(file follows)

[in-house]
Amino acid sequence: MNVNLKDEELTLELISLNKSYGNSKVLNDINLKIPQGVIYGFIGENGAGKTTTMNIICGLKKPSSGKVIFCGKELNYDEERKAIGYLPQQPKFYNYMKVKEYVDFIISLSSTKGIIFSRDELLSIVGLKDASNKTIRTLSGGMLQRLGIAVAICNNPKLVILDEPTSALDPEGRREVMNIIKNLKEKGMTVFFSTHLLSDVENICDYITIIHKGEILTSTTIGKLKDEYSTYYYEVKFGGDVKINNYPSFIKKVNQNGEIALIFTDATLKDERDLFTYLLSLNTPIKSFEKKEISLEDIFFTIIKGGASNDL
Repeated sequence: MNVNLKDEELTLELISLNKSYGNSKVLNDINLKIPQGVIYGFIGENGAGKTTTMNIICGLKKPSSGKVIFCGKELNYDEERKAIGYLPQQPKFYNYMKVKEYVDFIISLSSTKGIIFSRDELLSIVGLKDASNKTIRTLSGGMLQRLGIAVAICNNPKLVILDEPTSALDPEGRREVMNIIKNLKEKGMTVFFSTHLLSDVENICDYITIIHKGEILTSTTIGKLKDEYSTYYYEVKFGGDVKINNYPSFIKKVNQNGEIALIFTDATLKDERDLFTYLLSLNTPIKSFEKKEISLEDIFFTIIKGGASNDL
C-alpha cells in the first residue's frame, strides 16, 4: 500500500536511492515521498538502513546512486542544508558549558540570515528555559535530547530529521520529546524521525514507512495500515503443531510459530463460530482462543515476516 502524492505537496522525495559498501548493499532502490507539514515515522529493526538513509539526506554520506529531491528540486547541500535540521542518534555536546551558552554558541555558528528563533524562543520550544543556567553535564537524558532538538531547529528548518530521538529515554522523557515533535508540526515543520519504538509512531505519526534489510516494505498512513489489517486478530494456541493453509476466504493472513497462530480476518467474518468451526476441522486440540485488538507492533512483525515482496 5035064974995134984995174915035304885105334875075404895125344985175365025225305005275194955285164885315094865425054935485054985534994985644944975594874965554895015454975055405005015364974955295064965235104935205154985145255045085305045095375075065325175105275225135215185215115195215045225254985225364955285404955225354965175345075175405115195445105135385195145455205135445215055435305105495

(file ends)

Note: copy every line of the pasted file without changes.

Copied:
[in-house]
Amino acid sequence: MNVNLKDEELTLELISLNKSYGNSKVLNDINLKIPQGVIYGFIGENGAGKTTTMNIICGLKKPSSGKVIFCGKELNYDEERKAIGYLPQQPKFYNYMKVKEYVDFIISLSSTKGIIFSRDELLSIVGLKDASNKTIRTLSGGMLQRLGIAVAICNNPKLVILDEPTSALDPEGRREVMNIIKNLKEKGMTVFFSTHLLSDVENICDYITIIHKGEILTSTTIGKLKDEYSTYYYEVKFGGDVKINNYPSFIKKVNQNGEIALIFTDATLKDERDLFTYLLSLNTPIKSFEKKEISLEDIFFTIIKGGASNDL
Repeated sequence: MNVNLKDEELTLELISLNKSYGNSKVLNDINLKIPQGVIYGFIGENGAGKTTTMNIICGLKKPSSGKVIFCGKELNYDEERKAIGYLPQQPKFYNYMKVKEYVDFIISLSSTKGIIFSRDELLSIVGLKDASNKTIRTLSGGMLQRLGIAVAICNNPKLVILDEPTSALDPEGRREVMNIIKNLKEKGMTVFFSTHLLSDVENICDYITIIHKGEILTSTTIGKLKDEYSTYYYEVKFGGDVKINNYPSFIKKVNQNGEIALIFTDATLKDERDLFTYLLSLNTPIKSFEKKEISLEDIFFTIIKGGASNDL
C-alpha cells in the first residue's frame, strides 16, 4: 500500500536511492515521498538502513546512486542544508558549558540570515528555559535530547530529521520529546524521525514507512495500515503443531510459530463460530482462543515476516 502524492505537496522525495559498501548493499532502490507539514515515522529493526538513509539526506554520506529531491528540486547541500535540521542518534555536546551558552554558541555558528528563533524562543520550544543556567553535564537524558532538538531547529528548518530521538529515554522523557515533535508540526515543520519504538509512531505519526534489510516494505498512513489489517486478530494456541493453509476466504493472513497462530480476518467474518468451526476441522486440540485488538507492533512483525515482496 5035064974995134984995174915035304885105334875075404895125344985175365025225305005275194955285164885315094865425054935485054985534994985644944975594874965554895015454975055405005015364974955295064965235104935205154985145255045085305045095375075065325175105275225135215185215115195215045225254985225364955285404955225354965175345075175405115195445105135385195145455205135445215055435305105495